Ballard Launches New Drone Fuel Cell System, Expands Testing With Insitu

Ballard Power Systems has developed a next-generation, high-performance fuel cell propulsion system to power unmanned aerial vehicles (UAVs). Ballard has also received a follow-on contract from Insitu, a Boeing subsidiary, for extended durability testing of the 1.3 kW fuel cell propulsion system to power test flights of its ScanEagle drone platform.

Ballard and Insitu have partnered over the past two years to integrate Ballard’s prior fuel cell propulsion system – a complete hydrogen power system for small unmanned fixed-wing and vertical takeoff and landing (VTOL) platforms – into the ScanEagle platform. Successful flight testing was announced in mid-2017.

According to Ballard, the new system delivers a number of important advances: increased power density, resulting from a new membrane electrode assembly (MEA) design; reduced cost, resulting from a combination of new MEA and one-step fuel cell stack sealing process; and extended lifetime. The increase in rated power – without any appreciable increase in size or weight – is a particularly significant development for UAV applications, notes Ballard.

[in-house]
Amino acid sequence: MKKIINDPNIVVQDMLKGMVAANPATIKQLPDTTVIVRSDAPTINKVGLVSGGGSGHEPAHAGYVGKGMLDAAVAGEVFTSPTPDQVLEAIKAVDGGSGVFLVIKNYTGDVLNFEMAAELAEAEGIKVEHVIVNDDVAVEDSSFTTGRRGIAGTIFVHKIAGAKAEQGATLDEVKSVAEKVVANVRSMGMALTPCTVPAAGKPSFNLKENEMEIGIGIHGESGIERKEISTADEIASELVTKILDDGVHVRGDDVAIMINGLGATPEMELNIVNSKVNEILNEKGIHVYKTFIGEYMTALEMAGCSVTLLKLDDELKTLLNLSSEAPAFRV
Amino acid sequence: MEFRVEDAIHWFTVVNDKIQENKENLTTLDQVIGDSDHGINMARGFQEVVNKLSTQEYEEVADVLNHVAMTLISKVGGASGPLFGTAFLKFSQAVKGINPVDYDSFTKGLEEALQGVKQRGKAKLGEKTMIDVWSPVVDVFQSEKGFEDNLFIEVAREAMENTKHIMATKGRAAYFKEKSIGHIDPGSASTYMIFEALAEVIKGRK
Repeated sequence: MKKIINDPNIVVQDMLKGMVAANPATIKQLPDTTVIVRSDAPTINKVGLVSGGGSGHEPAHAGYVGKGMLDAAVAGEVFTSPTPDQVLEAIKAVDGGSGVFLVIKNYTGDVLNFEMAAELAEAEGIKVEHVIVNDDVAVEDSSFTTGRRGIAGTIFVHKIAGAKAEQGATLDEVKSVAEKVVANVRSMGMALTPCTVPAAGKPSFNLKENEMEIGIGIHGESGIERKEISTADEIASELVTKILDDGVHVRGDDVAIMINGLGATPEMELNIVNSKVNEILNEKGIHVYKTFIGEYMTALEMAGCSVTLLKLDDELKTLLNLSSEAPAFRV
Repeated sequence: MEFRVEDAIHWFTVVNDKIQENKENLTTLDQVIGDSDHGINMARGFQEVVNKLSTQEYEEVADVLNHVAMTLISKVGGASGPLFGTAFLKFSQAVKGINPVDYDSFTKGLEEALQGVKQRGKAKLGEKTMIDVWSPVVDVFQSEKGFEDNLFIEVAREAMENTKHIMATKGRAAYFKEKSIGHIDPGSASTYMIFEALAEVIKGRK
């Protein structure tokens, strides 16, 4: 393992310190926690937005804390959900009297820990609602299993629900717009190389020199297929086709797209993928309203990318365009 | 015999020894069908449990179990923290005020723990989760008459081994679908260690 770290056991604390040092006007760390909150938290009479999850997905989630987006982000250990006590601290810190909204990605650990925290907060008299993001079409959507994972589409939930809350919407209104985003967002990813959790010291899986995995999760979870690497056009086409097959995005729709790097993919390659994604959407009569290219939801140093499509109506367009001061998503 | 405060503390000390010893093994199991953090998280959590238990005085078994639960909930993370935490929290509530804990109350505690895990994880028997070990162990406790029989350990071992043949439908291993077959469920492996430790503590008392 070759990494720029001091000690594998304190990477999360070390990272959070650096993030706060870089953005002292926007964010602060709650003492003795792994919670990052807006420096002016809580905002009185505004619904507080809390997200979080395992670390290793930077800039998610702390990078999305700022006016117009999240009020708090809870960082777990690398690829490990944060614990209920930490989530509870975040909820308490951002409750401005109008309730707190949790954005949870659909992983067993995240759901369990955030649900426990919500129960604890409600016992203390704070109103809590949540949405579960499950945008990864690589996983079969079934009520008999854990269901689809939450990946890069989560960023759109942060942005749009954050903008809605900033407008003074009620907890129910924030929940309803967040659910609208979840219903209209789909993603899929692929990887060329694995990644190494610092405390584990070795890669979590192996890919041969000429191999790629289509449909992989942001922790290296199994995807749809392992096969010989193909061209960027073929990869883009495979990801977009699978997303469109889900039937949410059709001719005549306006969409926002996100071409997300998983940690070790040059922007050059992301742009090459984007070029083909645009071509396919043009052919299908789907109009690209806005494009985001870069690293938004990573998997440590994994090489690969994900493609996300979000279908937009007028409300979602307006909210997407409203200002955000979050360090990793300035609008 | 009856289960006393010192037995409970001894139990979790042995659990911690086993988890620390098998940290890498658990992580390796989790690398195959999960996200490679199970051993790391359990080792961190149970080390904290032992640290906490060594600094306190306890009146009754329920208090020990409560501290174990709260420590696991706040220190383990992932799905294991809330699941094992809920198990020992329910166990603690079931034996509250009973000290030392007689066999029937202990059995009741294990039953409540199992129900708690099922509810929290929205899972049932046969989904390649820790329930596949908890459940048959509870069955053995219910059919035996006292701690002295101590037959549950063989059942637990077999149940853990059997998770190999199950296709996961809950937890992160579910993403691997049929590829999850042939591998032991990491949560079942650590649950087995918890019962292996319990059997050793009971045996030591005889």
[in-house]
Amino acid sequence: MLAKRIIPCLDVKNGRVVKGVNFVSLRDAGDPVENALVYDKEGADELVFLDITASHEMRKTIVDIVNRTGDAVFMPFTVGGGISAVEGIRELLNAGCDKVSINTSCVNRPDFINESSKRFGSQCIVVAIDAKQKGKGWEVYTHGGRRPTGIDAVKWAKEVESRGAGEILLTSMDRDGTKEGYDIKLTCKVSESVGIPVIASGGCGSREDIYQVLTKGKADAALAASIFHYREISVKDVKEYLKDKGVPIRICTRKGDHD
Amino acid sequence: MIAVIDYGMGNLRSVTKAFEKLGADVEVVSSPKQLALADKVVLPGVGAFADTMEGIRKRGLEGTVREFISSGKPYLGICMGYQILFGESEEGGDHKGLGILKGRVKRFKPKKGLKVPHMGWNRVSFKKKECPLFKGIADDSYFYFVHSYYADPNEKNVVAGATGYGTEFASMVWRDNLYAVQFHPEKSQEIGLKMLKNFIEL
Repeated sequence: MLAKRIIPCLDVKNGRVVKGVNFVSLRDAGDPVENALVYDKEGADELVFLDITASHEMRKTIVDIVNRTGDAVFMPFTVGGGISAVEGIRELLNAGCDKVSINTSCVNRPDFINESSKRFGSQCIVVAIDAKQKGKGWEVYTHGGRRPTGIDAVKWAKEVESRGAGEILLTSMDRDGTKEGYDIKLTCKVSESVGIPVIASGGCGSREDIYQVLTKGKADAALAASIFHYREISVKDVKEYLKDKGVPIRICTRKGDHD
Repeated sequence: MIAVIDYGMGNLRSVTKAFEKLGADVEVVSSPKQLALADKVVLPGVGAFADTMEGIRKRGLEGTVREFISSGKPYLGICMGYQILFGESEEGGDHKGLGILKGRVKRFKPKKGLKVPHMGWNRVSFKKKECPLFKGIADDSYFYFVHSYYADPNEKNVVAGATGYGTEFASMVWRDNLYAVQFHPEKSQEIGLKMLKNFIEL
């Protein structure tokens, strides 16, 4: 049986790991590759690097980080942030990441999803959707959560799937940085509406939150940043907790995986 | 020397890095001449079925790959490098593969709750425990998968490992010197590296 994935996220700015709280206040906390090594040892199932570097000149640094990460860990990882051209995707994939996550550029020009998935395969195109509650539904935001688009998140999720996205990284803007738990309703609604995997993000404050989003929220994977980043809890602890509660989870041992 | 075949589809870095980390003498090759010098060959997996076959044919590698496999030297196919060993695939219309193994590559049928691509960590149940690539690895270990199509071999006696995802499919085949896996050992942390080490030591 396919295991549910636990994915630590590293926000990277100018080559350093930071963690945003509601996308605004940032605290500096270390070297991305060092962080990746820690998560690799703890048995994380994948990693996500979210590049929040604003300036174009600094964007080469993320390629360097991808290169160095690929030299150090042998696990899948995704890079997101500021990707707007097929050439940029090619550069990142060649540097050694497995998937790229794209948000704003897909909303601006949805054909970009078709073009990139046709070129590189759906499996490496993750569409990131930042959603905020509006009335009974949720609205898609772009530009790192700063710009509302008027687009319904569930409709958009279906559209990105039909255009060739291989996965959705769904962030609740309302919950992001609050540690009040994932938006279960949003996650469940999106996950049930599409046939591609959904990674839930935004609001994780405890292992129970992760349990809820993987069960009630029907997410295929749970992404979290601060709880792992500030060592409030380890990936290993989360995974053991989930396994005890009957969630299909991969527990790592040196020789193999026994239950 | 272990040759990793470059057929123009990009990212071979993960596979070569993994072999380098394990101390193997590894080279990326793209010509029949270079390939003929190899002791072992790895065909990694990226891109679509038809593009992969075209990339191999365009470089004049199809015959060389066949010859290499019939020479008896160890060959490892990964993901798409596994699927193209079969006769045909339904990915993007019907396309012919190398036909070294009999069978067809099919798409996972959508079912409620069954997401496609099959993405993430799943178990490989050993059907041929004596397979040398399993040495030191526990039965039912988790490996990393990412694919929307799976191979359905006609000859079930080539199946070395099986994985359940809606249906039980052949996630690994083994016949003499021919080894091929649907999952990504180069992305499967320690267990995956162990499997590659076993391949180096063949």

According to the company, fuel cells offer a three-times increase in mission time over battery-powered drones.

The ScanEagle, 1.55 meters (5.1 feet) in length, has a wingspan of 3.11 meters (10.2 feet) and a maximum takeoff weight of 22 kilograms (48.5 lbs). The UAV can fly at a maximum speed of 41.2 meters per second (80 knots) and reach a ceiling of 5,944 meters (19,500 feet).


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